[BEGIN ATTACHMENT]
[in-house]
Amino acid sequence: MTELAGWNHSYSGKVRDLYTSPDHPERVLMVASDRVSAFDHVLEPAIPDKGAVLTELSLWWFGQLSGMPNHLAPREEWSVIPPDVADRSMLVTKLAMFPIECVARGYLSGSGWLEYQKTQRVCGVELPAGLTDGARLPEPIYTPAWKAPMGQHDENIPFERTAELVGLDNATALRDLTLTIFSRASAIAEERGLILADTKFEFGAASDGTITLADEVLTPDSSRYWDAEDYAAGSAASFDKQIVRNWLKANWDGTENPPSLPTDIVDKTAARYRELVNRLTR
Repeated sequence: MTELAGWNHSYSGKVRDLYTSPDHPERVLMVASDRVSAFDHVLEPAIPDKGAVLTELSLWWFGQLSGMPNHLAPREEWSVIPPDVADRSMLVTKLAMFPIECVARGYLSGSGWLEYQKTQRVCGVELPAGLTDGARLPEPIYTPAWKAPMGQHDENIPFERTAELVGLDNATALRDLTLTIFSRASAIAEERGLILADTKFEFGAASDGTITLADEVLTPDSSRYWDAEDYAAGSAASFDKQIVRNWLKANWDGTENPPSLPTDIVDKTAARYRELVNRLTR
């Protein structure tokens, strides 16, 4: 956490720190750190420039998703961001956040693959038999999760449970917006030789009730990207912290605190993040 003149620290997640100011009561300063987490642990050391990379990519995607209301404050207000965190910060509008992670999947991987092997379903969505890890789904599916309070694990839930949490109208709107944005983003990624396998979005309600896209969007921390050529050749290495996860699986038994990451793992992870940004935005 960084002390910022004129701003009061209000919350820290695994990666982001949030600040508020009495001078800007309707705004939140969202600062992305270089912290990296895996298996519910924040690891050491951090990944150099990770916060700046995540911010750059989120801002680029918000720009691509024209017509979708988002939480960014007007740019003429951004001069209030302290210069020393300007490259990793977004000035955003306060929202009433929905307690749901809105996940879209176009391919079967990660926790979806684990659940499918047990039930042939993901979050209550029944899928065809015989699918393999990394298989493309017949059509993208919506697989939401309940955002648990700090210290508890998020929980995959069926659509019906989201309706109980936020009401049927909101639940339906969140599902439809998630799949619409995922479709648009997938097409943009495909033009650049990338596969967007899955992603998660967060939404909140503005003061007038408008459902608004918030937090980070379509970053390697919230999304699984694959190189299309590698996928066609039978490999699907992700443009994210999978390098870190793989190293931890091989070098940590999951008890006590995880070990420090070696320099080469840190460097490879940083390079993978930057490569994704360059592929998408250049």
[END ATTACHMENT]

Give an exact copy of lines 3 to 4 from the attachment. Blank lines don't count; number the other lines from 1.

Repeated sequence: MTELAGWNHSYSGKVRDLYTSPDHPERVLMVASDRVSAFDHVLEPAIPDKGAVLTELSLWWFGQLSGMPNHLAPREEWSVIPPDVADRSMLVTKLAMFPIECVARGYLSGSGWLEYQKTQRVCGVELPAGLTDGARLPEPIYTPAWKAPMGQHDENIPFERTAELVGLDNATALRDLTLTIFSRASAIAEERGLILADTKFEFGAASDGTITLADEVLTPDSSRYWDAEDYAAGSAASFDKQIVRNWLKANWDGTENPPSLPTDIVDKTAARYRELVNRLTR
């Protein structure tokens, strides 16, 4: 956490720190750190420039998703961001956040693959038999999760449970917006030789009730990207912290605190993040 003149620290997640100011009561300063987490642990050391990379990519995607209301404050207000965190910060509008992670999947991987092997379903969505890890789904599916309070694990839930949490109208709107944005983003990624396998979005309600896209969007921390050529050749290495996860699986038994990451793992992870940004935005 960084002390910022004129701003009061209000919350820290695994990666982001949030600040508020009495001078800007309707705004939140969202600062992305270089912290990296895996298996519910924040690891050491951090990944150099990770916060700046995540911010750059989120801002680029918000720009691509024209017509979708988002939480960014007007740019003429951004001069209030302290210069020393300007490259990793977004000035955003306060929202009433929905307690749901809105996940879209176009391919079967990660926790979806684990659940499918047990039930042939993901979050209550029944899928065809015989699918393999990394298989493309017949059509993208919506697989939401309940955002648990700090210290508890998020929980995959069926659509019906989201309706109980936020009401049927909101639940339906969140599902439809998630799949619409995922479709648009997938097409943009495909033009650049990338596969967007899955992603998660967060939404909140503005003061007038408008459902608004918030937090980070379509970053390697919230999304699984694959190189299309590698996928066609039978490999699907992700443009994210999978390098870190793989190293931890091989070098940590999951008890006590995880070990420090070696320099080469840190460097490879940083390079993978930057490569994704360059592929998408250049």